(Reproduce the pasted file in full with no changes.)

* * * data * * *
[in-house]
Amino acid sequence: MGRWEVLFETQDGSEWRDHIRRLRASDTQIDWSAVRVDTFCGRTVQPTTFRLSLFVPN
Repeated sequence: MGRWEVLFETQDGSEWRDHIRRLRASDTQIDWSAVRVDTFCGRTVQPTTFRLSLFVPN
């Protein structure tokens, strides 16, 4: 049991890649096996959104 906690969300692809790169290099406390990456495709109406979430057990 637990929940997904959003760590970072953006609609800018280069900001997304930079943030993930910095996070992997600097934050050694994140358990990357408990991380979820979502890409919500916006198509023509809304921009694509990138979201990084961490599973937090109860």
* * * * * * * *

[in-house]
Amino acid sequence: MGRWEVLFETQDGSEWRDHIRRLRASDTQIDWSAVRVDTFCGRTVQPTTFRLSLFVPN
Repeated sequence: MGRWEVLFETQDGSEWRDHIRRLRASDTQIDWSAVRVDTFCGRTVQPTTFRLSLFVPN
């Protein structure tokens, strides 16, 4: 049991890649096996959104 906690969300692809790169290099406390990456495709109406979430057990 637990929940997904959003760590970072953006609609800018280069900001997304930079943030993930910095996070992997600097934050050694994140358990990357408990991380979820979502890409919500916006198509023509809304921009694509990138979201990084961490599973937090109860």